Knoxville Farmer

Five a Day Fruits & Veggies Is Enough, More ≠ Better

Five a DayA new analysis of five a day fruits and veggies in BMJ reminds us that more is not always better. The meta analysis of 16 prospective cohort studies found an incremental benefit of reduced mortality for every serving of fruits and veggies, up to five a day.

The benefit they found was a reduction in cardiovascular deaths, and not cancer deaths. Each extra serving produced a 5% reduction in mortality. But beyond five a day, they found no benefit. Frank Hu, senior author on the study said:

This analysis provides further evidence that a higher consumption of fruit and vegetables is associated with a lower risk of all-cause mortality, particularly cardiovascular mortality.

There was a threshold around five servings of fruit and vegetables a day, after which the risk of all cause mortality did not reduce further.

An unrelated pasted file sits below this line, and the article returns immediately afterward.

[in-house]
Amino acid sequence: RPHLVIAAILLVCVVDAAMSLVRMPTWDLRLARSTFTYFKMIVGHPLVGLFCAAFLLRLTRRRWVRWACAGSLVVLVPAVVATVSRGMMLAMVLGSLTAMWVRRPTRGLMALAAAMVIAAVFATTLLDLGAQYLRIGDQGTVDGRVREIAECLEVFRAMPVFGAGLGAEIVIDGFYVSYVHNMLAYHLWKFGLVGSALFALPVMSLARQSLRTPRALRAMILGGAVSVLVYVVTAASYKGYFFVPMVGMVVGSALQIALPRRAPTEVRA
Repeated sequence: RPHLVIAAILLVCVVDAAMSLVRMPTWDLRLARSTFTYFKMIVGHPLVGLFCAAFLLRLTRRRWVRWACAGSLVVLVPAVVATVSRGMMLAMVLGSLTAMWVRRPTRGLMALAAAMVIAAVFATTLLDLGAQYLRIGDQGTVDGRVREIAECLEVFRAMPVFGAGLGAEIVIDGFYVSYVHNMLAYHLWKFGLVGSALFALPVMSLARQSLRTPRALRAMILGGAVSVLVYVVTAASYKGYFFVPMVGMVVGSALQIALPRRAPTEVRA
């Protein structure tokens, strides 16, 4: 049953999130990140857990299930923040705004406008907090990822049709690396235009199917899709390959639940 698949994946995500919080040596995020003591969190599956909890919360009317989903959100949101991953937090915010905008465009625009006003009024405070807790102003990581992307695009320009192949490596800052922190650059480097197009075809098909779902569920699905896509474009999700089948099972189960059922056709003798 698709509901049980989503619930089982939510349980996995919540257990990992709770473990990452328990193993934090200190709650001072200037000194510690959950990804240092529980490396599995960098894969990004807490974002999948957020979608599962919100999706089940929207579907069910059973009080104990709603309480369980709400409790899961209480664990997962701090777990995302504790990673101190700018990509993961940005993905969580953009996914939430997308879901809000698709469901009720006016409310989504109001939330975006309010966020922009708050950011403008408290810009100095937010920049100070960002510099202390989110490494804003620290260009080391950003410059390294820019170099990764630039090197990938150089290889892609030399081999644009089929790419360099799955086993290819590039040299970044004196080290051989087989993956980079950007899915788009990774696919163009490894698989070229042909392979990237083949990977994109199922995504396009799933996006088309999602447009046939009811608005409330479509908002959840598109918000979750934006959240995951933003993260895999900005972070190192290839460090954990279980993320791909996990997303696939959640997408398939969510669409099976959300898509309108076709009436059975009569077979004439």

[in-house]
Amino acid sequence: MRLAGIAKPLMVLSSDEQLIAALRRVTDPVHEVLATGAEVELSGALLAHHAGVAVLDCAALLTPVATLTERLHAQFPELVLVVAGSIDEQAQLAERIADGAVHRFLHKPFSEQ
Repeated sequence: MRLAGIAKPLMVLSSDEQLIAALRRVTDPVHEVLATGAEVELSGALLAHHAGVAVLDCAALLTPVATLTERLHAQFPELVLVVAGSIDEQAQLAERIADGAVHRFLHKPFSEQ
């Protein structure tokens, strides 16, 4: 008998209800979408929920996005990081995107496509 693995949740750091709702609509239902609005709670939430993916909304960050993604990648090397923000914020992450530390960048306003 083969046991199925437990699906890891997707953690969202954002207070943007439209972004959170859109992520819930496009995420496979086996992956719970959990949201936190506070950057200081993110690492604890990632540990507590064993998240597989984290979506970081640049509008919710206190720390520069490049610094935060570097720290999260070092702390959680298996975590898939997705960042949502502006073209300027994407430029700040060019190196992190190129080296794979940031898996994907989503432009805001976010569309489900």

Another of the authors, Wei Bao, noted that typical consumption patterns fall far short of what’s needed for optimal health:

There could be debate on how much, but we should be aware that the average intake across the world is very low, far below five.

Fruits & Veggies More MattersIn recent years, the “Five a Day” campaign was updated from that original, very specific call to action and made over into the “More Matters” campaign.

Hindsight is 20/20, but we wonder if this change is so smart. More is not always better.

Click here to read the study in BMJ and click here to read more from BBC.

Knoxville Farmers’ Market, photograph © Ted Kyle

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